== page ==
Bush, Blair Resolve Dispute over Joint Strike Fighter

May 28th, 2006  

Topic: Bush, Blair Resolve Dispute over Joint Strike Fighter

The United States and Britain announced agreement May 26 to end a long-running dispute over technology that had threatened plans to cooperate in developing a new-generation Joint Strike Fighter aircraft.
A statement by President George W. Bush and Prime Minister Tony Blair on the final day of their two-day summit appeared to put to rest a row over British access to codes used in U.S. avionics systems aboard the F-35 fighters.
Britain, angered by U.S. reluctance to share the codes, had been preparing to pull out of the project and the planned purchase of 150 aircraft at $104 million apiece.
Bush and Blair said they agreed that Britain “will have the ability to successfully operate, upgrade, employ, and maintain the Joint Strike Fighter such that the UK retains operational sovereignty over the aircraft.”
U.S. officials said the move would allow the British to make their own adaptations to the JSF without having to call in U.S. technicians.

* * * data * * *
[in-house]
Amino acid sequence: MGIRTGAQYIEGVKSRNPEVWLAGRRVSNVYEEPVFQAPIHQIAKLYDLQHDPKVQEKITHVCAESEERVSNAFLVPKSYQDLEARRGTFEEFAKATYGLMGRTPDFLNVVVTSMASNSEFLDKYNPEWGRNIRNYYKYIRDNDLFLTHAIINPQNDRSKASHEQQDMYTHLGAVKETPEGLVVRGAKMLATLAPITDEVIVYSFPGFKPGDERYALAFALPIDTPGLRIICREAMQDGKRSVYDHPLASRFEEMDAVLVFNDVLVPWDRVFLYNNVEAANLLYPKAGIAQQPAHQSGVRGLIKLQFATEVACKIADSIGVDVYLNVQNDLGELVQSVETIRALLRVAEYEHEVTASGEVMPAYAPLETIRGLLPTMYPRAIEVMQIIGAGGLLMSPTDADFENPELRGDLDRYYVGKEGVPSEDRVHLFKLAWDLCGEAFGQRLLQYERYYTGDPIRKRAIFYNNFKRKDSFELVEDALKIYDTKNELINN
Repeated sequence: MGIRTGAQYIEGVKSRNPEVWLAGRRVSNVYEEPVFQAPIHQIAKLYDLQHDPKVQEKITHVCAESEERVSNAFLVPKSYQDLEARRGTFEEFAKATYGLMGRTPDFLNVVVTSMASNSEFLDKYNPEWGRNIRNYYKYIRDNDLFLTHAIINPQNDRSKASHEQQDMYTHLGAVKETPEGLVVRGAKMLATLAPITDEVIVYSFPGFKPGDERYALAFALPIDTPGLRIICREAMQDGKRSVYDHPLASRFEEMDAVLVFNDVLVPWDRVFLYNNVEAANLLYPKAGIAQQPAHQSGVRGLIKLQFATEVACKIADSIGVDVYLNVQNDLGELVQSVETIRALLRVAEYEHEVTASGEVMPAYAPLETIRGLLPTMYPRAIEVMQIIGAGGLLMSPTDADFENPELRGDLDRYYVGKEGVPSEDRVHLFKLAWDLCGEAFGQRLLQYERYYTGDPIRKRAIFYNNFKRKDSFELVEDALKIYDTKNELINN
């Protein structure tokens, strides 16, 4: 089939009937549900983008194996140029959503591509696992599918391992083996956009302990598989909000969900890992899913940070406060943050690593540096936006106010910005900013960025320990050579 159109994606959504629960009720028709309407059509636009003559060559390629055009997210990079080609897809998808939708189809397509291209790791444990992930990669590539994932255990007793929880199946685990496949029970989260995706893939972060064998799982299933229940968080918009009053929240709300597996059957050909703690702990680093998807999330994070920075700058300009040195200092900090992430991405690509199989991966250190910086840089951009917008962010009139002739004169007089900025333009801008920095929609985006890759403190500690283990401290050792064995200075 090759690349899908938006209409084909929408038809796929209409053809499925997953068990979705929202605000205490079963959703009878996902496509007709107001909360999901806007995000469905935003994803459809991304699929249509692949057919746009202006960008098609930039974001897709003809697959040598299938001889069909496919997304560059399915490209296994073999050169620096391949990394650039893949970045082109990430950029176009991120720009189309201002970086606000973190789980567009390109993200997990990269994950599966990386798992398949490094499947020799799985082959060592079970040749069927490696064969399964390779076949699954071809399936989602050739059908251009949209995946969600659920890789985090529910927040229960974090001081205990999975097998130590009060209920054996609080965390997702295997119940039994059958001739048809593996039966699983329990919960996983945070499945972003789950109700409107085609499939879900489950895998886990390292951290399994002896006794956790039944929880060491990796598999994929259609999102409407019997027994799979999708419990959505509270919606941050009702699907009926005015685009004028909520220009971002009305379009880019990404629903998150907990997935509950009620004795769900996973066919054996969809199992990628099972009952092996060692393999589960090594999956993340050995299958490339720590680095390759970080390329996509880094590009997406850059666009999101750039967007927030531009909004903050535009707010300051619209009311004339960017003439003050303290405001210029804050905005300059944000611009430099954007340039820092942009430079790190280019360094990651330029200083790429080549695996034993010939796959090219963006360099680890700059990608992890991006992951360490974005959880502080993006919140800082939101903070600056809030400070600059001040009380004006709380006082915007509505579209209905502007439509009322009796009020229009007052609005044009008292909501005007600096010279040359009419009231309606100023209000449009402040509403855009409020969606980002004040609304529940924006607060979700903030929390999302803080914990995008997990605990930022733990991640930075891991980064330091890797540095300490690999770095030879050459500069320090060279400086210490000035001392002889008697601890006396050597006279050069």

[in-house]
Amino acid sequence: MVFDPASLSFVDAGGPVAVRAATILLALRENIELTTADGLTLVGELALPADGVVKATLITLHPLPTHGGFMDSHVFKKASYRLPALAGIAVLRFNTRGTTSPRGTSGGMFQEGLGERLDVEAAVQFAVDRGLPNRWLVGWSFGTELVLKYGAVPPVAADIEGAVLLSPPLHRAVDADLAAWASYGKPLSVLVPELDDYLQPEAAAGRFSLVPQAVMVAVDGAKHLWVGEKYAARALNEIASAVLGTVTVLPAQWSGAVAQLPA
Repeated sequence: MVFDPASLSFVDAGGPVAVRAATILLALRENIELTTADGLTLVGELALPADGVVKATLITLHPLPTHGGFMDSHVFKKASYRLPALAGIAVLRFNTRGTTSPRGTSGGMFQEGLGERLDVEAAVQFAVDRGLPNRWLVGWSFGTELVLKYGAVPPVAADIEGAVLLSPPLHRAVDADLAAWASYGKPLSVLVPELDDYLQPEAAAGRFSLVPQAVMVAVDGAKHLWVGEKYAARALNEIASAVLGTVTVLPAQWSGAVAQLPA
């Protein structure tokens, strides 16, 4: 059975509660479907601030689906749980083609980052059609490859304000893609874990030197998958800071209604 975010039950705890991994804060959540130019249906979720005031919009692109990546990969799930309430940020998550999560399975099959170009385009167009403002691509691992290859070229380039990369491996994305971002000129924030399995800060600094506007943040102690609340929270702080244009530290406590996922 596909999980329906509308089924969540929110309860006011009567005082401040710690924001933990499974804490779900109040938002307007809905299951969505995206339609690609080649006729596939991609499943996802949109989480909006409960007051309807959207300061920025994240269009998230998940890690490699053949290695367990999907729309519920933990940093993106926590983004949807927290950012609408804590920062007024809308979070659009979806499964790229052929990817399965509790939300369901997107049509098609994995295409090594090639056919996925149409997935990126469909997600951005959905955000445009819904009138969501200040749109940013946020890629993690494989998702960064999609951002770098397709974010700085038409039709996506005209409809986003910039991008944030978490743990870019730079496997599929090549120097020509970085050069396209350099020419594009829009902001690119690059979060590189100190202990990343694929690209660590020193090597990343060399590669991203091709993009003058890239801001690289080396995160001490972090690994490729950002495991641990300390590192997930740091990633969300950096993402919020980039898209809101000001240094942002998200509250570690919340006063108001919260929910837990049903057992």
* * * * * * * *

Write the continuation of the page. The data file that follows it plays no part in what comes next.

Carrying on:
”Both governments agree to protect sensitive technologies found within the Joint Strike Fighter program,” Bush and Blair wrote. “Together, we are working out the details, while remaining committed to these principles.”
The statement did not mention another dispute over the U.S. cost-cutting move to cancel a $2.4 billion contract for the British firm Rolls-Royce and the U.S. giant General Electric to develop a backup engine.
The JSF has been billed as the United States’ biggest fighter program. The Pentagon has planned to buy 2,400 of the stealthy multi-role fighters and international sales could account for another 2,000 to 3,500 aircraft.

May 28th, 2006  
Well that's good news.